The Surprising Reason Leaving the Lights on at Night Spikes Your Diabetes Risk

Falling asleep by the light of a lamp or the glow of a screen can hurt your health.

Although people can reduce their risk of developing diabetes through their lifestyle choices, the World Health Organization (WHO) reports that the number of people with the condition worldwide rose from 108 million in 1980 to a staggering 442 million in 2014.

In an International Journal of Health Sciences article, Syed Amin Tabish, MD warned that "Diabetes is a major public health problem that is approaching epidemic proportions globally," noting that "​​the most dramatic increases in Type 2 diabetes have occurred in populations where there have been rapid and major changes in lifestyle, demonstrating the important role played by lifestyle factors and the potential for reversing the global epidemic."

Some of the ways you can decrease your risk of diabetes might surprise you—including one common, seemingly benign nighttime habit. Read on to find out more.

READ THIS NEXT: If You Notice This in the Bathroom, It Could Be the First Sign of Diabetes.

Most people with diabetes have Type 2.

Women giving herself a blood sugar test.

The term "diabetes" refers to a chronic condition that involves your body's process of turning food into energy, explains the Centers for Disease Control and Prevention (CDC). However, Type 1, Type 2, and gestational diabetes (diabetes during pregnancy) are all distinct types of this condition.

The exact cause of Type 1 diabetes is not known—although genetics, environmental factors, and even certain types of viruses can cause the disease, explains the Mayo Clinic.

Approximately 90-95 percent of people with diabetes have Type 2, reports the CDC. "With Type 2 diabetes, your body doesn't use insulin well and can't keep blood sugar at normal levels," they say, noting that "Type 2 diabetes can be prevented or delayed with healthy lifestyle changes." The CDC explains that while gestational diabetes occurs during pregnancy and usually goes away after birth, it can spike the risk of developing Type 2 diabetes later on.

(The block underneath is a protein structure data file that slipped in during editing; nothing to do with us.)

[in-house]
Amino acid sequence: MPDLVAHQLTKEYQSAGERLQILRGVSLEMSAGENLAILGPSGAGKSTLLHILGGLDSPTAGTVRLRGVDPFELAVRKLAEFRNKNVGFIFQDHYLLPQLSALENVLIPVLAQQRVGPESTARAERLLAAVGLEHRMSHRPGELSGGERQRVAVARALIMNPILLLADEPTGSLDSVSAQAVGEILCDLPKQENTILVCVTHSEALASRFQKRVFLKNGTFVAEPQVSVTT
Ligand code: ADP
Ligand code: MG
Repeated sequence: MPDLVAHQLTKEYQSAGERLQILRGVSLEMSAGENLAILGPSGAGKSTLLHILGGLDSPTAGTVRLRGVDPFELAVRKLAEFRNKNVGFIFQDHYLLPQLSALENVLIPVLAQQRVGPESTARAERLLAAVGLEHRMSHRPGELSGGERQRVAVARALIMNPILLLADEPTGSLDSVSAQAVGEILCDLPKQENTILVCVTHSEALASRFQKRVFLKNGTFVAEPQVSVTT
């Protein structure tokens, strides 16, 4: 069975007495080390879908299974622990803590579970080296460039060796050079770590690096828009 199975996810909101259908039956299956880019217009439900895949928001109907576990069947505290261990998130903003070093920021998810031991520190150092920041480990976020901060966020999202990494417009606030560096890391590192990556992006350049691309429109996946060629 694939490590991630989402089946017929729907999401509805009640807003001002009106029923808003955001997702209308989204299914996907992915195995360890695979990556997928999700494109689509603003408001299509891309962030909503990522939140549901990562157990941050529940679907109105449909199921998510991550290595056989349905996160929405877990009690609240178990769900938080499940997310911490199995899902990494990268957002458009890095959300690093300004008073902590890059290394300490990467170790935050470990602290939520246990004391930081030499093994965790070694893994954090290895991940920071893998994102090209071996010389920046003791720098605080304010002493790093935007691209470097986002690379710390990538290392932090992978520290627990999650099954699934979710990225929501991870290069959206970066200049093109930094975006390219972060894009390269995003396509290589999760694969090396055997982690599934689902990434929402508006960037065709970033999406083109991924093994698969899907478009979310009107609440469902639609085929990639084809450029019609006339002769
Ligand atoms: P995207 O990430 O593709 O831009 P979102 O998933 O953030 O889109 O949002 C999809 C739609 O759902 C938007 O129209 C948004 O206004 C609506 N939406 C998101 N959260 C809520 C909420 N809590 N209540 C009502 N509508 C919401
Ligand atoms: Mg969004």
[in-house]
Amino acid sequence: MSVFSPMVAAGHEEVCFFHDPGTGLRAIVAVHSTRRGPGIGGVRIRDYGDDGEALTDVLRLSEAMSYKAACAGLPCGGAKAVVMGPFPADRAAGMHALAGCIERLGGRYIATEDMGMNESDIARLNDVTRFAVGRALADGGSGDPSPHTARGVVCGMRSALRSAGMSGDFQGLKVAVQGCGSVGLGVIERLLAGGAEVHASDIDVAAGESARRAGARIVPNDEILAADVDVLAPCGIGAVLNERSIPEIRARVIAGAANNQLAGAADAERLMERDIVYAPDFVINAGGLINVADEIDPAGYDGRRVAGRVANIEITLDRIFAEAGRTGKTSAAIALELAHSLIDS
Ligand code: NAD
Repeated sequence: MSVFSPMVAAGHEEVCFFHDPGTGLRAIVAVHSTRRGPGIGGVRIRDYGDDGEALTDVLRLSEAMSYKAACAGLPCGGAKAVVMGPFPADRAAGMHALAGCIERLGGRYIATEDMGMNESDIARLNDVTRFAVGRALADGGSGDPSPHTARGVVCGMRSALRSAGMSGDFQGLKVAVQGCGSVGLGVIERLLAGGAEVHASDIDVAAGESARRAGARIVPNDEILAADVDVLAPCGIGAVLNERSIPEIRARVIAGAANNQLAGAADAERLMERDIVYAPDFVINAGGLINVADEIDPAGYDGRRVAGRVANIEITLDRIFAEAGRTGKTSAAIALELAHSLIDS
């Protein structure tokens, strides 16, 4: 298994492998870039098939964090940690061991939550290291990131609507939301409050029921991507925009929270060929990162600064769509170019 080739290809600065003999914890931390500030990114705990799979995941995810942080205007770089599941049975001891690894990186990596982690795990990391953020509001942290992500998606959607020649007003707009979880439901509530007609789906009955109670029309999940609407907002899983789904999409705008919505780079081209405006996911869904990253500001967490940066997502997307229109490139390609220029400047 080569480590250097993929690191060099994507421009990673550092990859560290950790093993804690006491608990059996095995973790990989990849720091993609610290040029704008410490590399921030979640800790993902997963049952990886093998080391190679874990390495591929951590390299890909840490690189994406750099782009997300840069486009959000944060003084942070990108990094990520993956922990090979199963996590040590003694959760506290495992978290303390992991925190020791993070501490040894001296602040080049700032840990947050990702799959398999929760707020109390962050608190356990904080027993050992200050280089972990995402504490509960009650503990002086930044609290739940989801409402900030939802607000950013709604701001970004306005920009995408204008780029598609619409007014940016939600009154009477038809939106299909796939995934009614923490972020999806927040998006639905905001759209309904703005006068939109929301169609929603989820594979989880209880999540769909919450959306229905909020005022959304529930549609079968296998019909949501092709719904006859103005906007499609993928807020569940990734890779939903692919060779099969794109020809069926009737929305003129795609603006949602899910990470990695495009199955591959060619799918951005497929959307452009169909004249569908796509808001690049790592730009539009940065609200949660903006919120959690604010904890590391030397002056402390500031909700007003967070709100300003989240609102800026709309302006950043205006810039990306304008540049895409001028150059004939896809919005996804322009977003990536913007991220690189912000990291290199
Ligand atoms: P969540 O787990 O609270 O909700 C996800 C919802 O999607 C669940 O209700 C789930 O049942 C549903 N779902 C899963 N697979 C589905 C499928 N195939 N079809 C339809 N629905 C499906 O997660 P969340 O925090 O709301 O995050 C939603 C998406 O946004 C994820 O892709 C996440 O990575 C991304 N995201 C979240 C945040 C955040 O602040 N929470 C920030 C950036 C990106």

Prediabetes offers the opportunity for prevention.

Doctor talking with patient in an office.

An estimated 96 million adults in the US have a condition called prediabetes, according to the CDC. However, they estimate that 80 percent of people with prediabetes are unaware that they have it, because it can have mild symptoms or no symptoms at all for a long period of time.

"Prediabetes is a serious health condition where blood sugar levels are higher than normal, but not high enough yet to be diagnosed as type 2 diabetes," they explain. "Prediabetes puts you at increased risk of developing type 2 diabetes, heart disease, and stroke."

The potential causes of prediabetes vary. In addition to gestational diabetes, other contributing factors include being overweight, physical inactivity, and an unhealthy diet. "The good news is that prediabetes and Type 2 diabetes are largely preventable," advises the Harvard Public School of Health. "About nine in ten cases in the U.S. can be avoided by making lifestyle changes."

Some surprising factors can contribute to the risk of diabetes.

Couple walking on an outdoor path.

The Harvard Public School of Health explains that preventing Type 2 diabetes "can be boiled down to five words: stay lean and stay active." This advice refers to the fact that eating a healthy diet and engaging in regular physical exercise can be effective ways of reducing your risk of the disease. Researchers have found, for example, that taking a walk after eating a meal and consuming certain foods, like fatty fish and whole grains, can lower your risk of Type 2 diabetes.

However, preventative measures extend to many other aspects of your life—some of them surprising. Researchers have found connections to aspects of emotional wellness such as feeling lonely and the risk of Type 2 diabetes. And a new study published in the journal Diabetologia found that leaving the lights on when you go to sleep at night can actually increase your risk, as well.

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Leaving a light on at night can have unintended effects.

Woman sleeping in bed with a light on.

Many people keep a light on at night even after they've fallen asleep. For some, it's an oversight, like leaving the television on, but others keep the lights burning to prevent nighttime falls or simply to provide an added feeling of safety.

While a connection between Type 2 diabetes and this seemingly harmless habit might seem far-fetched, a study found that "chronic exposure to light pollution at night raised blood glucose levels and led to a higher risk of insulin resistance and diabetes," CNN reported. In fact, researchers found that "Sleeping for only one night with a dim light, such as a TV set with the sound off, raised the blood sugar and heart rate" of a group of twenty-something test subjects.

This is significant because "An elevated heart rate at night has been shown in prior studies to be a risk factor for future heart disease and early death, while higher blood sugar levels are a sign of insulin resistance, which can ultimately lead to type 2 Diabetes," said CNN.

While Phyllis Zee, MD told CNN that people should limit their exposure to light at nighttime—her suggestions included utilizing light-blocking window shades and a sleep mask—she also emphasized the importance of being out and about in natural light. "Get light during the day," she told the site. "Daylight is healthy!"

Luisa Colón
Luisa Colón is a writer, editor, and consultant based in New York City. Her work has appeared in The New York Times, USA Today, Latina, and many more. Read more
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